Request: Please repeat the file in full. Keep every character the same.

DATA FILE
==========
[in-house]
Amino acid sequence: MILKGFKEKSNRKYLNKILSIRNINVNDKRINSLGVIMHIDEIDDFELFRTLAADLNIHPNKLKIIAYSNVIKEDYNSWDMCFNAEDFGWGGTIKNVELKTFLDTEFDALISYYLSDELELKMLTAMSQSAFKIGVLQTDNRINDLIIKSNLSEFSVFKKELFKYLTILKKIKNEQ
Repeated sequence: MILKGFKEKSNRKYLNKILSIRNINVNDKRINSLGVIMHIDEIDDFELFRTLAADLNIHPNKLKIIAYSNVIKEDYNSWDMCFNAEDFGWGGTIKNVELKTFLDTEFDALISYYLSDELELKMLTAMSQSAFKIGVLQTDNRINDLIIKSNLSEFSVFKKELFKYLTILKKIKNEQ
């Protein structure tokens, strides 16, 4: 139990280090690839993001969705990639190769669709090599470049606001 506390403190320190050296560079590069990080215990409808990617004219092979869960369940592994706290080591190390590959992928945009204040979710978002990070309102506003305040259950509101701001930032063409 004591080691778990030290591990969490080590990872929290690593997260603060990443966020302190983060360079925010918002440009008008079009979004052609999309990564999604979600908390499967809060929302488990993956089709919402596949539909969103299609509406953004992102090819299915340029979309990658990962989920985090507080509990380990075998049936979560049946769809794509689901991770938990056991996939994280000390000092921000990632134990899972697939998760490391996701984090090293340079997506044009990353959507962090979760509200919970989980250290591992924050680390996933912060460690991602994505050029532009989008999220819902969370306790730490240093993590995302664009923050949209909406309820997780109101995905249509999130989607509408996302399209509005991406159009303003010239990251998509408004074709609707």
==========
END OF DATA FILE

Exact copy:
[in-house]
Amino acid sequence: MILKGFKEKSNRKYLNKILSIRNINVNDKRINSLGVIMHIDEIDDFELFRTLAADLNIHPNKLKIIAYSNVIKEDYNSWDMCFNAEDFGWGGTIKNVELKTFLDTEFDALISYYLSDELELKMLTAMSQSAFKIGVLQTDNRINDLIIKSNLSEFSVFKKELFKYLTILKKIKNEQ
Repeated sequence: MILKGFKEKSNRKYLNKILSIRNINVNDKRINSLGVIMHIDEIDDFELFRTLAADLNIHPNKLKIIAYSNVIKEDYNSWDMCFNAEDFGWGGTIKNVELKTFLDTEFDALISYYLSDELELKMLTAMSQSAFKIGVLQTDNRINDLIIKSNLSEFSVFKKELFKYLTILKKIKNEQ
């Protein structure tokens, strides 16, 4: 139990280090690839993001969705990639190769669709090599470049606001 506390403190320190050296560079590069990080215990409808990617004219092979869960369940592994706290080591190390590959992928945009204040979710978002990070309102506003305040259950509101701001930032063409 004591080691778990030290591990969490080590990872929290690593997260603060990443966020302190983060360079925010918002440009008008079009979004052609999309990564999604979600908390499967809060929302488990993956089709919402596949539909969103299609509406953004992102090819299915340029979309990658990962989920985090507080509990380990075998049936979560049946769809794509689901991770938990056991996939994280000390000092921000990632134990899972697939998760490391996701984090090293340079997506044009990353959507962090979760509200919970989980250290591992924050680390996933912060460690991602994505050029532009989008999220819902969370306790730490240093993590995302664009923050949209909406309820997780109101995905249509999130989607509408996302399209509005991406159009303003010239990251998509408004074709609707």